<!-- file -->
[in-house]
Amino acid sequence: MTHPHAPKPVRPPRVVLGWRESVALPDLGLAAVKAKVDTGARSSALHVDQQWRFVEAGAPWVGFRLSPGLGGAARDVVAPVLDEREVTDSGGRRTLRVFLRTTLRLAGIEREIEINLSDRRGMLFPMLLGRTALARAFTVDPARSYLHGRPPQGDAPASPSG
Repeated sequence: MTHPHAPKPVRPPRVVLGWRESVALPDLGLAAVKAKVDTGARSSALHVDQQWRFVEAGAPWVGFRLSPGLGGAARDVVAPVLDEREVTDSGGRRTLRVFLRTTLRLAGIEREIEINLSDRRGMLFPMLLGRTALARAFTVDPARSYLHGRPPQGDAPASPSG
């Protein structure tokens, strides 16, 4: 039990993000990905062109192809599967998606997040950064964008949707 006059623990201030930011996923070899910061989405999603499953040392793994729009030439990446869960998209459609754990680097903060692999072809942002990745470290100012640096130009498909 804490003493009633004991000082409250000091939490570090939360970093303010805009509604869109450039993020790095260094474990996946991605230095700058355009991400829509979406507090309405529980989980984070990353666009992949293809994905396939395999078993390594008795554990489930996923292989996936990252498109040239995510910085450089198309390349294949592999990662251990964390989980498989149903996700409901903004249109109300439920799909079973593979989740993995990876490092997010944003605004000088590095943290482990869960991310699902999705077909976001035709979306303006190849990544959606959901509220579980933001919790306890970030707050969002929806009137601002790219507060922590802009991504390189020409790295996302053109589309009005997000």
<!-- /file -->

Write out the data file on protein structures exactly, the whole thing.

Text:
[in-house]
Amino acid sequence: MTHPHAPKPVRPPRVVLGWRESVALPDLGLAAVKAKVDTGARSSALHVDQQWRFVEAGAPWVGFRLSPGLGGAARDVVAPVLDEREVTDSGGRRTLRVFLRTTLRLAGIEREIEINLSDRRGMLFPMLLGRTALARAFTVDPARSYLHGRPPQGDAPASPSG
Repeated sequence: MTHPHAPKPVRPPRVVLGWRESVALPDLGLAAVKAKVDTGARSSALHVDQQWRFVEAGAPWVGFRLSPGLGGAARDVVAPVLDEREVTDSGGRRTLRVFLRTTLRLAGIEREIEINLSDRRGMLFPMLLGRTALARAFTVDPARSYLHGRPPQGDAPASPSG
């Protein structure tokens, strides 16, 4: 039990993000990905062109192809599967998606997040950064964008949707 006059623990201030930011996923070899910061989405999603499953040392793994729009030439990446869960998209459609754990680097903060692999072809942002990745470290100012640096130009498909 804490003493009633004991000082409250000091939490570090939360970093303010805009509604869109450039993020790095260094474990996946991605230095700058355009991400829509979406507090309405529980989980984070990353666009992949293809994905396939395999078993390594008795554990489930996923292989996936990252498109040239995510910085450089198309390349294949592999990662251990964390989980498989149903996700409901903004249109109300439920799909079973593979989740993995990876490092997010944003605004000088590095943290482990869960991310699902999705077909976001035709979306303006190849990544959606959901509220579980933001919790306890970030707050969002929806009137601002790219507060922590802009991504390189020409790295996302053109589309009005997000």